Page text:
Automotive professionals and executives face a complex challenge in meeting the increasingly stringent auto dealer laws and regulations imposed by federal and state governments. There are a wide range of critical legal requirements dealers must understand and implement to avoid crippling penalties. Many auto dealerships may feel they don’t have the time, expertise, and manpower to implement these mandatory compliance procedures.

However, failing to comply with vital car dealer laws and regulations can be a costly mistake. Dealer Compliance Services specialize in helping auto dealerships enact compliance procedures and protect their dealerships from hefty fines and potentially even criminal penalties. Is your dealership fully compliant? Check out the top 10 most important automotive laws and regulations you need to be aware of.

Gramm-Leach-Bliley Act Privacy Rule.

The GLBA requires that auto dealers protect the privacy of their customers and protect the security and confidentiality of their personal data. This impacts how auto dealers collect, store, and share a client’s personal and financial information. Dealers must take steps to ensure that customers understand how their data is being shared, and that data is secured effectively.

Gramm-Leach-Bliley Act Safeguards Rule.

The GLBA also requires that companies take real, tangible steps towards information security. This includes a written information security plan, a thorough risk analysis, and more. Financial distributions must make specific efforts to comply or risk penalties.

Disposal Rule.

The disposal rule is a federal regulation which requires companies that collect consumer reports to dispose of them in a secure format that ensures customer privacy. Proper disposal can include shredding papers, security erasing digital records, and more. Auto dealers must be sure that consumer reports are not left disorganized and unaccounted for.

Used Car Rule.

This regulation mandates that auto dealers post a Buyer’s Guide before offering a used vehicle for sale. This guide must include information on the car’s warranty, an advisory to have the car inspected by a mechanic before the purchase, and information about the major mechanical and electrical systems in the car. Dealers must be sure that this guide is posted “prominently and conspicuously” on any used car for sale.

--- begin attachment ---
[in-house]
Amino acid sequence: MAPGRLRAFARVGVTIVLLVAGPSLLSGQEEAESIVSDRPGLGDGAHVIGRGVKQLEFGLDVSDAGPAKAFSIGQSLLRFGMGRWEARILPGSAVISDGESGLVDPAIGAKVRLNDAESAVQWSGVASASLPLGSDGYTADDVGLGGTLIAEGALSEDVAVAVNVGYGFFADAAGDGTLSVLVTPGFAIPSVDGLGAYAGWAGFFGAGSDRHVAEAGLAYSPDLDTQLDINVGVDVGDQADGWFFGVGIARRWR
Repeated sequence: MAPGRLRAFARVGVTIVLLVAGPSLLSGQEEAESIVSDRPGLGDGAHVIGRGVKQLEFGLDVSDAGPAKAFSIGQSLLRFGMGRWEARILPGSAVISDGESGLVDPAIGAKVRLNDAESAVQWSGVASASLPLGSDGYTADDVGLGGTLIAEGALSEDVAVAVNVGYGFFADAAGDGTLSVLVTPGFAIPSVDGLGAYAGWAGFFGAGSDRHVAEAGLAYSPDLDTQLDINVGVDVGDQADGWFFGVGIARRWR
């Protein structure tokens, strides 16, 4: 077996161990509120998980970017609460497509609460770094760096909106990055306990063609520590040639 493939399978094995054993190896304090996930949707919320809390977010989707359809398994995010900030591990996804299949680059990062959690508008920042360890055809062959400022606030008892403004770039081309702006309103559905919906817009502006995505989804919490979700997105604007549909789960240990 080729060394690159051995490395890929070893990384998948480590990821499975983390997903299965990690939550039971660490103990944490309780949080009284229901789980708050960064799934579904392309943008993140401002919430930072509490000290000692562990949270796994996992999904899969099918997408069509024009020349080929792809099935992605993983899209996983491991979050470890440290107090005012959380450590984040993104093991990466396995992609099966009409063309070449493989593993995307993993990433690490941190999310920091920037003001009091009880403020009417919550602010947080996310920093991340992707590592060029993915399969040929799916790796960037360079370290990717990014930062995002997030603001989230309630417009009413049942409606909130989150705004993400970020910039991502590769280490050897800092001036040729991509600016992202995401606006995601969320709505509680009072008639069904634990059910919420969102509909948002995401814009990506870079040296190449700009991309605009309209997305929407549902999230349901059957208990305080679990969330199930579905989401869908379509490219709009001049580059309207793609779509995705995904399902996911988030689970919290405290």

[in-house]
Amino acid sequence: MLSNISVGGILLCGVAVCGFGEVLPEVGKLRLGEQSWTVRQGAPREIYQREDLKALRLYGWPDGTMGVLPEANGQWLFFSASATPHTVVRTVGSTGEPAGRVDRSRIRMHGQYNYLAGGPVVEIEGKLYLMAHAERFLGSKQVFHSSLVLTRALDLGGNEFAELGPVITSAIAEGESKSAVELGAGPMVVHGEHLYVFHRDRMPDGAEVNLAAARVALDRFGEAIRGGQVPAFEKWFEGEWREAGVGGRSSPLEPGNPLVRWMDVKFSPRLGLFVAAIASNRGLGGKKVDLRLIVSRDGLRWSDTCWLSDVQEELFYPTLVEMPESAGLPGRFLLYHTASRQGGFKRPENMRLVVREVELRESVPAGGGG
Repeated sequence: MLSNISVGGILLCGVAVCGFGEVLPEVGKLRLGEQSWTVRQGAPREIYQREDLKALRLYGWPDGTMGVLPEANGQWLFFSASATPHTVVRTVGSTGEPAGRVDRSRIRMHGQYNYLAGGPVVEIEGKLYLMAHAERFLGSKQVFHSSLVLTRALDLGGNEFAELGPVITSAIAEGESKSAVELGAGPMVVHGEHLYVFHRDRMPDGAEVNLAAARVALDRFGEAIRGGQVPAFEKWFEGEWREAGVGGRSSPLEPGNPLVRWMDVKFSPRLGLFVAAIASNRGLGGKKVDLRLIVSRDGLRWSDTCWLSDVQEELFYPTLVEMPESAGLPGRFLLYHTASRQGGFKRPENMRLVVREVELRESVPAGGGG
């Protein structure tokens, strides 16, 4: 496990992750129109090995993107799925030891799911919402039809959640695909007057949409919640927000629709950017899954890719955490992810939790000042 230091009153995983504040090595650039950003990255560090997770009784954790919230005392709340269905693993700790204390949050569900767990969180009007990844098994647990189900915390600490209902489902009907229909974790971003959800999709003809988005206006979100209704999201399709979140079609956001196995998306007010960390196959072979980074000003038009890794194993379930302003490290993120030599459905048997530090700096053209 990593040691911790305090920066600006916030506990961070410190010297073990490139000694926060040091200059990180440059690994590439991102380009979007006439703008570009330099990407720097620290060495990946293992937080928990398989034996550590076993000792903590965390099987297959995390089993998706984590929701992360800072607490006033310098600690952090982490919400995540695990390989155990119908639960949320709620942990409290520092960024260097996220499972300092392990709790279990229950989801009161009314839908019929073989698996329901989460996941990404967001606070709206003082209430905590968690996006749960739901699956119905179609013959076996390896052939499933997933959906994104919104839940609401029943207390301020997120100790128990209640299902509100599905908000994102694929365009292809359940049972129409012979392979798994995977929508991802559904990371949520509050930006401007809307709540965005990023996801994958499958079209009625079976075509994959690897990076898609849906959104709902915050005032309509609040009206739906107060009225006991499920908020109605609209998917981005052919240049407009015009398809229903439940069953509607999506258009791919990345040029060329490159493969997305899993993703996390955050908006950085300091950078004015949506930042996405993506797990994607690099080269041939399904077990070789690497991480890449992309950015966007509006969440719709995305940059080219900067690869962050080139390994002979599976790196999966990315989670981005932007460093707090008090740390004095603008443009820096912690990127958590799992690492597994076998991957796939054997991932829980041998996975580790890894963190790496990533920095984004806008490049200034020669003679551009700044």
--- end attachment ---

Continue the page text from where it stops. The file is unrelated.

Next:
Equal Credit Opportunity Act.

Auto dealers are considered lenders, and must comply with ECOA. This means dealers must not discriminate based on factors like race, color, religion, national origin, sex, marital status, or age when providing loans. This law also requires that dealers notify applicants of action taken on their applications, report credit history in the names of both spouses on an account, retain records of credit applications, and more.

Red Flags Rule.

This law requires that auto dealers have a written Identity Theft Protection Plan (ITPP) designed to detect and protect against the common warning signs of identity theft. This includes checking for suspicious documents, reviewing unusual changes in a customer’s credit report or account activity, and more. Dealers must be proactive in protecting against identity fraud to comply with the Red Flags Rule.

Form 8300 and Reporting Cash Payments of Over $10,000.

Auto dealers may deal with large cash payments when selling cars, and as such must comply with these federal reporting requirements. Your dealership must file a Form 8300 whenever a cash payment of over $10,000 is received. This form is used by the IRS and Financial Crimes Enforcement Network (FinCEN) in protecting against money laundering.

Office of Foreign Assets Control (OFAC).

The Office of Foreign Assets Control administers and enforces economic and trade sanctions against targeted countries and groups, especially groups involved with terrorism, drug trafficking, and other crimes. Auto dealers are required to check customers names against the Specially Designated Nationals List - a list of people and groups targeted by the OFAC.

OSHA 29 CFR ​1910.157.

Almost every business, including auto dealers, is required to have an Emergency Action Plan to “facilitate and organize employer and employee actions during workplace emergencies.” Your dealership must have this written document prepared to protect employees and comply with OSHA standards.

Regulation Z.

This is also known as the “Truth in Lending Act” and requires that lenders, including auto dealers, disclose all credit terms in a clear and meaningful way. It also requires that lenders use the same standard terminology and expression of rates. Auto dealers must be sure customers are presented with clear written information about the terms of their loans to comply with this regulation.

Does your auto dealership comply with all of the above laws and regulations? Many dealerships have not met the required compliance standards, and may find themselves subject to heavy fines and other regulatory and legal problems as a result of non-compliance.


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